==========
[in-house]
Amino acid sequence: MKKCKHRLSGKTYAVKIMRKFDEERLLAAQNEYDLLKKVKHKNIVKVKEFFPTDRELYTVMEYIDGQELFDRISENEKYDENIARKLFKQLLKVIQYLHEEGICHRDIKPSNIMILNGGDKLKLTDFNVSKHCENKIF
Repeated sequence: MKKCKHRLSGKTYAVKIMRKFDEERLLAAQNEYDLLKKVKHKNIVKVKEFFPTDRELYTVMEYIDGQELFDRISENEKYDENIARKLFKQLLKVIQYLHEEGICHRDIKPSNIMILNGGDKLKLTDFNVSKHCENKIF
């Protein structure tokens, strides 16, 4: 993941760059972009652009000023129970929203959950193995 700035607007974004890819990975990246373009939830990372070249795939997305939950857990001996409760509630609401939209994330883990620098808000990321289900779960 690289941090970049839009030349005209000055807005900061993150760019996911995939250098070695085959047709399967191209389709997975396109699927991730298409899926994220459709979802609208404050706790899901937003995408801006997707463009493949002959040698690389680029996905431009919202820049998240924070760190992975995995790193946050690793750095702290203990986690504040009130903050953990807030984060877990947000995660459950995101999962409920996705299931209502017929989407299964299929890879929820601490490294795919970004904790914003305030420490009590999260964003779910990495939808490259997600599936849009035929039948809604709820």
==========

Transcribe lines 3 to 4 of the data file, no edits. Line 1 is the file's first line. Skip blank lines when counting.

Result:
Repeated sequence: MKKCKHRLSGKTYAVKIMRKFDEERLLAAQNEYDLLKKVKHKNIVKVKEFFPTDRELYTVMEYIDGQELFDRISENEKYDENIARKLFKQLLKVIQYLHEEGICHRDIKPSNIMILNGGDKLKLTDFNVSKHCENKIF
């Protein structure tokens, strides 16, 4: 993941760059972009652009000023129970929203959950193995 700035607007974004890819990975990246373009939830990372070249795939997305939950857990001996409760509630609401939209994330883990620098808000990321289900779960 690289941090970049839009030349005209000055807005900061993150760019996911995939250098070695085959047709399967191209389709997975396109699927991730298409899926994220459709979802609208404050706790899901937003995408801006997707463009493949002959040698690389680029996905431009919202820049998240924070760190992975995995790193946050690793750095702290203990986690504040009130903050953990807030984060877990947000995660459950995101999962409920996705299931209502017929989407299964299929890879929820601490490294795919970004904790914003305030420490009590999260964003779910990495939808490259997600599936849009035929039948809604709820």